The uniqueness of Rosh Hashanah lies in the blowing of the shofar, which is not blown on any other holiday.

Why is the shofar blown on Rosh Hashanah? The Sages of the Gemara (Rosh Hashanah 16b) consider this question, and suggest a peculiar answer:> The shofar is blown so as to confuse Satan. Rosh Hashanah is Judgment Day, and Satan on that day acts as accuser. Having seduced man to sin, he then returns to accuse him of the very sins which he incited. But when he hears the sounds of the shofar, he becomes so confused that he loses track of the proceedings and is unable to prosecute effectively.

The obvious question, however, is what could there possibly be in the shofar that has such a devastating effect upon Satan? He who all year round is full of fire and fury, fearing no one, suddenly trembles on Rosh Hashanah — just on account of a few blasts from the shofar?

Our Sages explain that his confusion is caused by the numerous sounds produced by the shofar. In addition to the smooth and long blast known as tekiah, there is a broken-up blast ofshevarim, followed by a tremulous sound of the teruah. That confuses him!

But even that is hard to understand. How could it be that the perennially old and forever-the-same clever Satan who induces man to sin, could not by now have learned about the shofar what any thirteen-year-old boy knows very well?

The shofar sounds on Rosh Hashanah represent different types of Jews. First comes the tekiah, a simple, straight and even sound, comparable in nature to the tzaddik, who is righteous, uncomplicated, and honest.

Shevarim means “broken” and represents the rasha — evil-doer — who is not satisfied with his own evil ways, but, being crooked himself, wants to see all that is whole broken and all that is straight made crooked.

The teruah, which means “torn-apart,” represents the tormented soul of the ba’al teshuvah, who bemoans his past and is now struggling to become Jewishly aware. He is no evil-doer; he does not seek to break; he just knows very little about being a Jew. His soul is torn because of its past, and yearns to enter into a better and refined Torah way of life.

Finally there comes a shevarim-teruah, which is a mixture of the two. Not fully committed to one way of life, this Jew wavers and fluctuates from one extreme to the other.

Rosh Hashanah is the Day of Judgment for all. Satan realizes that it is in his interest to overlook the “tekiah Jew.” He agrees to rest his case against him but anticipates destroying the Jews represented by the shevarim, teruah, and shevarim-teruah. They, unfortunately, have provided him with enough ammunition to prosecute and destroy them.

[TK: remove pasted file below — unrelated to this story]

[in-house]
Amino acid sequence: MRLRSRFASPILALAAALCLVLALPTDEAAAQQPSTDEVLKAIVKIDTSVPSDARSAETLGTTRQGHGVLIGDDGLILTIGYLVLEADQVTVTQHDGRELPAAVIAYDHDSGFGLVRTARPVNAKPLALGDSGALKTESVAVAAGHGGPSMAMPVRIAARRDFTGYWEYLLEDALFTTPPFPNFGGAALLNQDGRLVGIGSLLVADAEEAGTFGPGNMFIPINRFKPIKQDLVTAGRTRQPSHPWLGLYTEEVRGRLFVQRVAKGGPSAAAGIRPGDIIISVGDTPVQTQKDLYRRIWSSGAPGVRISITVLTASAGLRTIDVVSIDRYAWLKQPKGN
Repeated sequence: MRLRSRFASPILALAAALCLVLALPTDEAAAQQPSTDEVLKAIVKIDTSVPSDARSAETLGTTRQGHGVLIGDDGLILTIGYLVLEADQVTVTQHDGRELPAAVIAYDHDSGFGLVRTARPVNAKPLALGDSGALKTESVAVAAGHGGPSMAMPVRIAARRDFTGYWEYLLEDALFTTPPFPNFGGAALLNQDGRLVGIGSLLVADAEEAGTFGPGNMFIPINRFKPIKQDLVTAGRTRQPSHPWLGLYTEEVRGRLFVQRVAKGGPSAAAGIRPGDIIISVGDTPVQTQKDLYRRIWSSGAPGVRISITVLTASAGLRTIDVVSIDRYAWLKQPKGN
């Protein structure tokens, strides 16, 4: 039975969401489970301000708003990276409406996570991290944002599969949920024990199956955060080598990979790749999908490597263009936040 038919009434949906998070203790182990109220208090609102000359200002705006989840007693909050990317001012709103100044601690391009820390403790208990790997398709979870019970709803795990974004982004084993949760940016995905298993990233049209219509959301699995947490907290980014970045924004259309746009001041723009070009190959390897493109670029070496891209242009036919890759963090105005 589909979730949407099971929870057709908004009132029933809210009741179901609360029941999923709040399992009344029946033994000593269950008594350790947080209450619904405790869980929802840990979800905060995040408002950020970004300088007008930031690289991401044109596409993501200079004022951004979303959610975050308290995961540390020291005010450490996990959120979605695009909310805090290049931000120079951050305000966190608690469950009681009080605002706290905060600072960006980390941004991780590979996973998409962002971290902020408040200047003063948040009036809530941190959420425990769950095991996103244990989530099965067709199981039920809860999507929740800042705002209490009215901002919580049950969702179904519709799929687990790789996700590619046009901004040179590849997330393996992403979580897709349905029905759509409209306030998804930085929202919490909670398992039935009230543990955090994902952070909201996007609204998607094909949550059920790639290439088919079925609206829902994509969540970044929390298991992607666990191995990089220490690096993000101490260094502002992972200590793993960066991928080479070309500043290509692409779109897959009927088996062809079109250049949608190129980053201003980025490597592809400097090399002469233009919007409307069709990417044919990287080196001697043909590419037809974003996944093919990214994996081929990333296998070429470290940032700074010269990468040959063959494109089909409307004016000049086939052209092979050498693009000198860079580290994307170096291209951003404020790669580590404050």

Therefore, our great Sages have devised an ingenious legal procedure to follow on Judgment Day, which even that crafty prosecutor, Satan himself, cannot overcome. His whole system of prosecution becomes so disrupted and disorganized that he finds himself unable to proceed.

And what is this procedure? Quite simply this: They have established a rule that a shevarim, or a teruah, or the shevarim-teruah is never blown alone; each shevarim and each teruah is preceded by a tekiah and followed by a tekiah. Thus, we never see the evil-doer, the rent soul, or the wavering Jew step up alone before the Court-on-High. They know very well that, were they to be judged alone, they would not come off very well. They are fortunate in having two companions, the tekiot, one on each side, and they all step up before the Court-on-High and say: “We wish to be judged together. We are brothers, inseparably attached and responsible for one another!”

And so, what is there left for Satan to do? How can he produce a valid case against all three, particularly when two of them are righteous, even though the third is not quite so ‘kosher’? If he accuses the shevarim of a certain “break-up,” it is quickly covered up by the evenness and straightness of the tekiot. The same happens in the case of the teruah, and shevarim-teruah. All come up to the tribunal flanked with the tekiot supporting them on each side, and Satan loses.

Therefore, it is understandable why Jews flock to shul on Rosh Hashanah more than all year round. Even those who are deeply immersed in sins and even those who never come to shul all year round are present. Jews feel innately that only together do they stand a chance. Against all of them standing together, even the crafty Satan cannot prevail. They come to pray together with the great community of Israel and are confident that in their merit, they too will be blessed with a happy, healthy, and prosperous New Year.

(הרב יצחק חיים שי' אביגדור)